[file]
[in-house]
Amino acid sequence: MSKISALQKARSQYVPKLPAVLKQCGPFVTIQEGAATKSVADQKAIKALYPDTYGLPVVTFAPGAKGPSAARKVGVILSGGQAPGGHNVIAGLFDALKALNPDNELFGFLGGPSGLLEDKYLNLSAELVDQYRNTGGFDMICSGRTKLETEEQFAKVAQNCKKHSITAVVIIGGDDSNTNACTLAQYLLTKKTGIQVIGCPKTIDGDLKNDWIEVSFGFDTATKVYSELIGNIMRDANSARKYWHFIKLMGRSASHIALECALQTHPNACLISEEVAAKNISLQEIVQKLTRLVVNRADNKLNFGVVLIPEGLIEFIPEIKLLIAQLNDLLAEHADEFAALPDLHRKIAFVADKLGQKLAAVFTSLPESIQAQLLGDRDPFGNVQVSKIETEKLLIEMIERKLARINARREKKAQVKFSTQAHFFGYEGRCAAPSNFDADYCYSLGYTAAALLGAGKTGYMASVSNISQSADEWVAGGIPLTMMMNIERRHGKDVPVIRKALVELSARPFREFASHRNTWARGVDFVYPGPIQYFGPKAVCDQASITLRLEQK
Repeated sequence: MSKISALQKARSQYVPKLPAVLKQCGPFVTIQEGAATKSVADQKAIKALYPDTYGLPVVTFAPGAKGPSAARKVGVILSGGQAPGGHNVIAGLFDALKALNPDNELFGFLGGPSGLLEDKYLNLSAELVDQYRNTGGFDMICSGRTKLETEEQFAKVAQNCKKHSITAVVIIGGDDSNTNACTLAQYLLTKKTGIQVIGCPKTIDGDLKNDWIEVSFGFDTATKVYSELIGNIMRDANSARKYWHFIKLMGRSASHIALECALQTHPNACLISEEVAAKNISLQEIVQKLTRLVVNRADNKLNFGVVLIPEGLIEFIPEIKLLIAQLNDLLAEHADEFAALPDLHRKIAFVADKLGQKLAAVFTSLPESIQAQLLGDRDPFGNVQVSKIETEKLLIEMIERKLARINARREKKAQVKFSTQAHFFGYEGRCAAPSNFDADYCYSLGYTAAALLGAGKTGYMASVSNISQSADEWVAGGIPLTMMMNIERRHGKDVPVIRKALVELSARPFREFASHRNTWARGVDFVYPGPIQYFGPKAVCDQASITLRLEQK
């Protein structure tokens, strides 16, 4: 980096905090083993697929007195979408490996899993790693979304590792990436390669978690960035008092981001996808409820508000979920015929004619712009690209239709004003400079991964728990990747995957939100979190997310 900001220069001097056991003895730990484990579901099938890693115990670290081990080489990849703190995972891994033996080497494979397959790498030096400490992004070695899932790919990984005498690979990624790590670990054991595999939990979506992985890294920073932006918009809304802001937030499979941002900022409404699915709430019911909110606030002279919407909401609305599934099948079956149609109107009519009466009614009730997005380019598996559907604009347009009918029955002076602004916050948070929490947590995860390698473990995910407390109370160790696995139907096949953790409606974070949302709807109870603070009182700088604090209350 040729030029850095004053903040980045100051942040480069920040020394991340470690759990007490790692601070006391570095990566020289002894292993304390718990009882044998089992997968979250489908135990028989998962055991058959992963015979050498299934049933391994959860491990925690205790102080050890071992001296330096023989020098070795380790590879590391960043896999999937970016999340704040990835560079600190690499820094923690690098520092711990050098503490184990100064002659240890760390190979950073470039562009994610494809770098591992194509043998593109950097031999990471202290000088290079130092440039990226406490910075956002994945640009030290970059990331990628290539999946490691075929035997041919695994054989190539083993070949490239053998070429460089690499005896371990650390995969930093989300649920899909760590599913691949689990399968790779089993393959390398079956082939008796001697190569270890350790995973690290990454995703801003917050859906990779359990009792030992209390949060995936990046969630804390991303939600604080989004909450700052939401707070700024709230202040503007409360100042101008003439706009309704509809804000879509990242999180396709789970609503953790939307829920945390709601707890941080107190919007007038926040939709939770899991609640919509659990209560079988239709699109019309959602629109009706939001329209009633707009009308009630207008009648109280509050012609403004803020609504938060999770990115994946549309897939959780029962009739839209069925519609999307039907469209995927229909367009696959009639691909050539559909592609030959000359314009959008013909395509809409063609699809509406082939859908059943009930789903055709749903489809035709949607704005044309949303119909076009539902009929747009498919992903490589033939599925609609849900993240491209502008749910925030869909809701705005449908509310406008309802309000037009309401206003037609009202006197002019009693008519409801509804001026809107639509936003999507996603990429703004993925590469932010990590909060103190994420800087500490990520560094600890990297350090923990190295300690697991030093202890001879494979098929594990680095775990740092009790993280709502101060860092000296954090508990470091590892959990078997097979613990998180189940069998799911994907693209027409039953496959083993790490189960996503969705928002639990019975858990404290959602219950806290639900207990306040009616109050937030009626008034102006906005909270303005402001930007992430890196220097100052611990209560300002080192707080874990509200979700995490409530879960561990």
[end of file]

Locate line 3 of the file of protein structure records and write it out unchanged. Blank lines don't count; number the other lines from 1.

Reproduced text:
Repeated sequence: MSKISALQKARSQYVPKLPAVLKQCGPFVTIQEGAATKSVADQKAIKALYPDTYGLPVVTFAPGAKGPSAARKVGVILSGGQAPGGHNVIAGLFDALKALNPDNELFGFLGGPSGLLEDKYLNLSAELVDQYRNTGGFDMICSGRTKLETEEQFAKVAQNCKKHSITAVVIIGGDDSNTNACTLAQYLLTKKTGIQVIGCPKTIDGDLKNDWIEVSFGFDTATKVYSELIGNIMRDANSARKYWHFIKLMGRSASHIALECALQTHPNACLISEEVAAKNISLQEIVQKLTRLVVNRADNKLNFGVVLIPEGLIEFIPEIKLLIAQLNDLLAEHADEFAALPDLHRKIAFVADKLGQKLAAVFTSLPESIQAQLLGDRDPFGNVQVSKIETEKLLIEMIERKLARINARREKKAQVKFSTQAHFFGYEGRCAAPSNFDADYCYSLGYTAAALLGAGKTGYMASVSNISQSADEWVAGGIPLTMMMNIERRHGKDVPVIRKALVELSARPFREFASHRNTWARGVDFVYPGPIQYFGPKAVCDQASITLRLEQK